California’s New Batch Testing Requirements

By Michael Jensen, Chernis Law Group

California’s new batch testing requirements are proving difficult to meet for the California cannabis industry. Beginning July 1, 2018, testing requirements for products became fully implemented. Under the new rules, all products must be batch tested for pesticides, microbial impurities, residual solvents, homogeneity, foreign material, and moisture.

The Bureau of Cannabis Control—the regulatory authority for retailers, distributors, and testing laboratories—has started to release weekly data on passing and failing products. The most recent reports from October 9 and 15 are reproduced below. In the October 9 report, of the 16,050 batches tested, 2,684 failed (16.7%). In the October 15 report, of the 16,869 batches tested, 2,804 failed (16.6%).

Diving deeper into the numbers, it is clear that testing compliance is most difficult for manufacturers of edibles, tinctures, and topicals, which have a failing rates of nearly 30%. Additionally, label claims are the most common reason for noncompliance.

Under the title 17 of the California Code of Regulations (CCR), section 40405(a)(4), respective THC and CBD contents for a package must be included on the label. To pass testing for THC and CBD content, the product must test within 10% of the content indicated on the label. Title 16, CCR § 5724(d). Fortunately, inaccurate label claims are curable, and a may be re-labeled by certain distributors. Title 16, CCR § 5303(c).

Navigating the regulated cannabis market in California is becoming more complicated than ever. If you are operating a licensed cannabis business and need assistance with regulatory compliance, Chernis Law Group is ready to assist you.

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Michael Chernis is our Latest Featured Speaker!

By Pincus Professional Education

Our latest featured speaker is Michael Chernis from Chernis Law Group!

Michael will be on the faculty panel at our upcoming Recreational and Medical Marijuana Law and Business in California seminar in Los Angeles on November 1-2! Michael first spoke for us at our 2017 Marijuana Law conference, where attendees’ evaluations said he was very informative and gave a fantastic presentation. We are excited to have Michael back!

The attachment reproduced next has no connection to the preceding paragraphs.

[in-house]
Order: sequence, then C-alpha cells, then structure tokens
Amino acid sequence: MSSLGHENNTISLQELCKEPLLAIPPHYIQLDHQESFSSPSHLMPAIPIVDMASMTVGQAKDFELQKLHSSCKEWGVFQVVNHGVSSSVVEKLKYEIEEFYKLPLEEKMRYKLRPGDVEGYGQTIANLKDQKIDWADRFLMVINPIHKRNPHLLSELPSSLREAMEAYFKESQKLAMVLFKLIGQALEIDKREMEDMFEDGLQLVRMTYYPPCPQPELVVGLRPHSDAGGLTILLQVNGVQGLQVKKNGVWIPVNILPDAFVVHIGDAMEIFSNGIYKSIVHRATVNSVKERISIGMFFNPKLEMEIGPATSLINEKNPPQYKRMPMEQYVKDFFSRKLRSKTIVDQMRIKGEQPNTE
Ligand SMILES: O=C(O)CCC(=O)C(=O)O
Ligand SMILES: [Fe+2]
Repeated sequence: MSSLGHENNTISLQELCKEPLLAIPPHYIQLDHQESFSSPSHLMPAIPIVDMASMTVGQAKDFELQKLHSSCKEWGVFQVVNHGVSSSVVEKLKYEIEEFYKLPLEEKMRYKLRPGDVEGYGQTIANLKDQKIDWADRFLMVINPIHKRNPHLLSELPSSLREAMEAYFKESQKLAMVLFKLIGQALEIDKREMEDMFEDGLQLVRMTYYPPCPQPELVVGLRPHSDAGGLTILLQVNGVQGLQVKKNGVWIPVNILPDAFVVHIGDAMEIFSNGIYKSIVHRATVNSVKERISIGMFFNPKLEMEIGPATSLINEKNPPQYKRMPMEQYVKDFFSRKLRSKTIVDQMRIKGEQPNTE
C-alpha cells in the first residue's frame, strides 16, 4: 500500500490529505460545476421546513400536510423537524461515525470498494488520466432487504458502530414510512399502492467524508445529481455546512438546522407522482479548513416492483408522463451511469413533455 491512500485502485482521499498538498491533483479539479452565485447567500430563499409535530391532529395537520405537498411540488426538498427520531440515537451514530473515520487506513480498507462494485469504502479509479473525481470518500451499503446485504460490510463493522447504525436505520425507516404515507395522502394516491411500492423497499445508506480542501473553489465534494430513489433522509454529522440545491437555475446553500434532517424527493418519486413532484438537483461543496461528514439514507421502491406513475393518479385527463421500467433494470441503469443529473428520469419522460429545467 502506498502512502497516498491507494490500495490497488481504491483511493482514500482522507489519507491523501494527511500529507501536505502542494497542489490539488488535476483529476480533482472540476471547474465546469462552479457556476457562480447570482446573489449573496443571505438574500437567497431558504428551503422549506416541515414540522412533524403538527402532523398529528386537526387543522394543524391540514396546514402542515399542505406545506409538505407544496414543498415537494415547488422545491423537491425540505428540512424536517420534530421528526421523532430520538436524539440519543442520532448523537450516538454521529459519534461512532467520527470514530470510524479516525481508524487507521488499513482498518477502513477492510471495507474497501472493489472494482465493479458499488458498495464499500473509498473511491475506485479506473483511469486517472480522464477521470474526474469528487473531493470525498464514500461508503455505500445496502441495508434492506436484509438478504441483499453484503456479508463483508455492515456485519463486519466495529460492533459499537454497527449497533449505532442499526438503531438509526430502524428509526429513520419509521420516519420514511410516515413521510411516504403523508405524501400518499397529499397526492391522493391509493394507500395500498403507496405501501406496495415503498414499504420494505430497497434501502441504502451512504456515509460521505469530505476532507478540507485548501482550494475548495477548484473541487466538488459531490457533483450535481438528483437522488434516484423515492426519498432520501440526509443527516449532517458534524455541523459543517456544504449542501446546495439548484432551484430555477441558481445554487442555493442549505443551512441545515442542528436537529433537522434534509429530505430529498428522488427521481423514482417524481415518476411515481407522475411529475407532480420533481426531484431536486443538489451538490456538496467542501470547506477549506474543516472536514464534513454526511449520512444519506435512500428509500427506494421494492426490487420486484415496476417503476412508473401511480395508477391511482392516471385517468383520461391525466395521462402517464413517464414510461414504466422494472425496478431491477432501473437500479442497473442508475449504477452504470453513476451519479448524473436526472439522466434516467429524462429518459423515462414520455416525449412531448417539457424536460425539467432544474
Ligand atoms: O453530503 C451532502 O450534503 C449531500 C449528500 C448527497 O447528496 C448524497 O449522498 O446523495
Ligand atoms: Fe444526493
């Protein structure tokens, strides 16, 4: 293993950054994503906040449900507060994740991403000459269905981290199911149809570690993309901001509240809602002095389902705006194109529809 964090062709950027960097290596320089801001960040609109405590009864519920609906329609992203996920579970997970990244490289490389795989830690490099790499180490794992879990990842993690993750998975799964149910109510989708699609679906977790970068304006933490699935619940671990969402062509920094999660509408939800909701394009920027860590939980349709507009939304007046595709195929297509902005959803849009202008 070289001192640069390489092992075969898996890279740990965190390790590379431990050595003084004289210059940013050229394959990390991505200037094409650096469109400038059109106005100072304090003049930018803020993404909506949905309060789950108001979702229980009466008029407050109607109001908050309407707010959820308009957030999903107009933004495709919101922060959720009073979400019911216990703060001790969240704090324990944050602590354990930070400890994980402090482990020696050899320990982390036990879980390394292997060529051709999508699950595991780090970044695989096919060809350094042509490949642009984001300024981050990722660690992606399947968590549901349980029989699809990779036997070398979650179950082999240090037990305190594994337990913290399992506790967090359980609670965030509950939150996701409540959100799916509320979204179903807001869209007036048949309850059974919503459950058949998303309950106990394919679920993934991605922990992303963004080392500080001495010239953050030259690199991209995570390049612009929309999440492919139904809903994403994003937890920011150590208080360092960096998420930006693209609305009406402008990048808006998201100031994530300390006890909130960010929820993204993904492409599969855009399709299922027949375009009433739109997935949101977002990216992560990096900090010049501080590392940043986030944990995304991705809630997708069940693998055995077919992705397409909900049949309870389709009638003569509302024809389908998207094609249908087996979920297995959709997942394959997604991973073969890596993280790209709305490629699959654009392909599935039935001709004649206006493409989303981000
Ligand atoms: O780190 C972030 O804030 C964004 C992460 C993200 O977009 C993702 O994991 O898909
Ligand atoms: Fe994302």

Michael Chernis is one of California’s premier experts on marijuana legal issues whether it’s criminal, civil, federal, or business related. His law firm, Chernis Law Group P.C. in Santa Monica California, serves the varied needs of collectives, dispensaries, deliveries, cultivators, manufacturers and other medical cannabis clients, including a number of leading cannabis brands. His experience as a federal criminal defense attorney gives him a unique perspective on federal enforcement issues as they pertain to the cannabis industry. As Policy Director of the Los Angeles Cannabis Task Force, he has been at the forefront of driving ballot issues and working with lawmakers to enact changes in the law that will benefit existing and prospective stakeholders.

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California Passes SB 1409 Industrial Hemp Bill – What Does It Mean?

By Michael Chernis, Chernis Law Group

On Sunday, September 30, Gov. Brown signed Senate Bill 1409 into law, finally creating a pathway for legal industrial hemp farming in California that will comply with section 7606 of the 2014 Farm Bill (codified at 7 U.S.C. § 5940). While existing California law permitted industrial hemp farming, the activity was, at least practically speaking, limited to established agricultural research institutions or those who could pair up with those institutions to grow hemp for “research.” Additionally, for anyone who wasn’t an established agricultural institution, testing standards were impossibly rigid (only DEA-registered labs could test crops for THC content), seed cultivars (breeds) were limited to those certified before January 1, 2013, and hemp could be farmed only for fiber and oil-seed crop, meaning that CBD extraction was not expressly contemplated. Most importantly, California’s existing hemp law was not compliant with the federal industrial hemp farming requirements created by section 7606 of the 2014 Farm Bill.

SB 1409 amends various sections of the California Food and Agriculture Code (FAC) to change all of this and the definition of industrial hemp under the Health and Safety Code (HSC). Among the changes, S.B. 1409 does the following: